Gears of War Ultimate Edition: 2015 catchup review

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Gears of War is the ultimate brom-com, a game that runs on pure testosterone and is impossible to satirise; it’s simply not possible to make this look any more ridiculous than it already is. It was ripe for the remastering, certainly. One of the Xbox 360’s flagship titles, it proved oddly successful and spawned three sequels (with a fourth on the way for Xbone). This new-gen re-release however proves that, no matter how pretty it may now be, time has not been kind to the experience.

Pretty this game indeed is, even if the application of such a light-hearted and quaint word may be somewhat ironic here. Extremely detailed and featuring intensely high-res textures, the Ultimate Edition looks like a title that was built from the ground up for the Xbox One. You’d never guess it was made in the early stages of the previous generation. Well, you know, apart from the fact that it’s one of the most successful and famous Microsoft exclusives of all time.

Does the base experience need a full explanation? Well in case you missed it the first time around, Gears of War is a third person shooter with a heavy emphasis on taking cover. Oh, and ripping aliens apart with the chainsaw built into your gun. There’s also the signature ‘roadie run’ where, when moving at speed, your character hunches down and the camera shakes around in a slightly annoying manner. That’s an accurate (and depressingly thorough) description of the vast majority of the game – shoot things, hide behind stuff, occasionally split squishy things in half, run, rinse, repeat. Oh – and sometimes you get to turn valves!

Doesn’t this look, er, exciting.

The ‘story’ concerns nasty monsters that come out of the ground. It is your job to shoot the nasty monsters and help make sure they stop coming out of the ground with a big bomb. That’s it, really. Not exactly His Dark Materials, is it? To be clear, there are plenty of brilliant games with shoddy narratives. When this game was first released, that was pretty much the norm. The preposterous atmosphere of a game dreamed up by a sweaty fourteen year old boy who’s failing at school bleeds out of the cutscenes, though, and into gameplay.

You and your team of monster fighters are, in a word, ridiculous. Inhuman collections of walking muscle that appear to gorge on a year’s worth of steroids every day, they attempt to compensate for having little to nothing in their pants by killing as many things as possible and grunting ‘witty’ banter at each other.

You may have seen the phrase ‘brown shooter’, or something like it, in use over the last few years or more. This arguably started with Gears of War, which is the epitome of such a thing. As previously mentioned, the graphics have been given a very impressive upgrade – but the colour palette has not. The graphics are technically impressive, but the game remains ultimately (ha!) very dull to look at. Although the controls are fairly solid, it’s often very dull to play, too. The monotony alluded to earlier isn’t helped much by the slightly rubbish driving section, or even by the fact that – even with the sections previously exclusive to the PC version – it’s a fairly short campaign.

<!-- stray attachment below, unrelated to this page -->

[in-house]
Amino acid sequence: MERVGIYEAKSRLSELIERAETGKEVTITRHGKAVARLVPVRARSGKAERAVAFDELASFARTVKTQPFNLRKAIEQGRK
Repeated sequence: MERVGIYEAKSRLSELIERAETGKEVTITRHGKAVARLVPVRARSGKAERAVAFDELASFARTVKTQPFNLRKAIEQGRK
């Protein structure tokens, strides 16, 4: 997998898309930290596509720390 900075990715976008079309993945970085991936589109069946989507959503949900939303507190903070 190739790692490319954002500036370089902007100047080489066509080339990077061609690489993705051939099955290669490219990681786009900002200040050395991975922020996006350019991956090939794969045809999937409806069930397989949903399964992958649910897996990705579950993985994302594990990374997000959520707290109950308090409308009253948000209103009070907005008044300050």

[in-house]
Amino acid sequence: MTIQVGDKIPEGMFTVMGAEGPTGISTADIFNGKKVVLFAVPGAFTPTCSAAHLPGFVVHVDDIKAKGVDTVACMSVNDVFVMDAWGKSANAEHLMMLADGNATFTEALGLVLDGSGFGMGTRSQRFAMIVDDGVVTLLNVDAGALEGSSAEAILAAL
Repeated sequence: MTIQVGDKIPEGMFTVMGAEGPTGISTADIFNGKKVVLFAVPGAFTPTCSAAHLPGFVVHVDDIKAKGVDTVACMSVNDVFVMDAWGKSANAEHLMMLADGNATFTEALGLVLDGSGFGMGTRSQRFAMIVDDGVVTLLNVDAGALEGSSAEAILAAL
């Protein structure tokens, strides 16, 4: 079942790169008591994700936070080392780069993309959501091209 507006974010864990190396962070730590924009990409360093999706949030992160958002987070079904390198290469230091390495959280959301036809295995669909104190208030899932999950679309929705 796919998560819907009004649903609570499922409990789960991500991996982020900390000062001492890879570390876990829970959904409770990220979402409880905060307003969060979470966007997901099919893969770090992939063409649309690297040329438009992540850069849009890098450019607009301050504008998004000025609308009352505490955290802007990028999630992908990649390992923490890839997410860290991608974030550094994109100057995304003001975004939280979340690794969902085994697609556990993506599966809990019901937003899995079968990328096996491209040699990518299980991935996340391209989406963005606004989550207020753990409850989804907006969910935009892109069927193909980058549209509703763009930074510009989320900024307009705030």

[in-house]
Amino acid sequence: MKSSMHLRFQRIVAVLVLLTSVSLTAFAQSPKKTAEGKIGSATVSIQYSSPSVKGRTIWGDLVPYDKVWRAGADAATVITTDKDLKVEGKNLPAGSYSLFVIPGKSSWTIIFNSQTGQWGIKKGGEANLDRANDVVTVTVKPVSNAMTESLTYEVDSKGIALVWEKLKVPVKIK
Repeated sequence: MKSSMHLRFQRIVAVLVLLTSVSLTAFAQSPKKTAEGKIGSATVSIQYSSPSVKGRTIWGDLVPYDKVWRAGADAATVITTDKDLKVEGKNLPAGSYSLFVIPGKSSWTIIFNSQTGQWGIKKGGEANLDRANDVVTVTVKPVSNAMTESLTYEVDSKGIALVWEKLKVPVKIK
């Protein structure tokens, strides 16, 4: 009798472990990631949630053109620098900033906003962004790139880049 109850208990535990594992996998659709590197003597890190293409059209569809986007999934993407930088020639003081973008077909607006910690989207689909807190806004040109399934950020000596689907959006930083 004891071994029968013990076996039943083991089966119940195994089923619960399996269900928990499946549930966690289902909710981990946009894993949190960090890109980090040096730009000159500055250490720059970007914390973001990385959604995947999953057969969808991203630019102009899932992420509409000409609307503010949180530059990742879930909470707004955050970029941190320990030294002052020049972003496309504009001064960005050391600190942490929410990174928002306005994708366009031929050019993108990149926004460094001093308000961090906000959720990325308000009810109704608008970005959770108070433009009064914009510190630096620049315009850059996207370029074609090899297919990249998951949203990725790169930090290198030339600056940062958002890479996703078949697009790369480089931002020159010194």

AI remains embarrassing and hideously out of date. An enemy and an ally will often take cover virtually side by side, usually blissfully unaware of one another’s existence. Your allies are the real dimwits though, as they’ll happily stand right in your way temporarily making certain doorways impassable. More than once, we watched a highly-trained musclehead spend minutes trying to run through a wall with no signs of stopping. At one point, an ally spent a full five minutes shouting and shooting at a locked door with no sign of enemy presence. Eventually, we discovered that the area we thought we’d cleared had one final enemy who had for some reason failed to leave his spawn point, politely waiting behind a table for us to find and kill him.

Doesn’t scream “must buy” at you, does it?

As for online, it’s difficult to imagine anybody but the sociopathic teenage boys the game was clearly designed for sticking with it for long. It may run at 60fps (why the heck not do that for the campaign?), but there are a hundred online shooters running at 30fps which are infinitely superior. It’s a train wreck of game design. The assault rifles which you rely heavily upon offline are essentially useless online. Seriously, they deal only negligible damage, which is why nobody who’s been playing multiplayer for more than five minutes uses them. The servers are crammed full of people who, regardless of level, stick almost exclusively to the shotgun as this is the only decent weapon. Other weapons usually come out only as an insult to finish you off if you’re bleeding out on the ground. Oh, and if you’re playing King of the Hill (with no time limit)? Beware tedious players who guard objectives with the sole intent of farming the opposing team for killstreaks.

The Ultimate Edition was the perfect opportunity to fix the original, and this opportunity has been well and truly squandered. It serves to prove only that the industry should be learning from the many mistakes of this game, not celebrating them.

critical score 4

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Written by Luke K

Luke plays lots of videogames, now and again stopping to write about them. He's the editor in chief at Critical Gamer, which fools him into thinking his life has some kind of value. Chances are, if you pick up a copy of the latest Official PlayStation Magazine or GamesMaster, you'll find something he's written in there. Luke doesn't have a short temper. If you suggest otherwise, he will punch you in the face.

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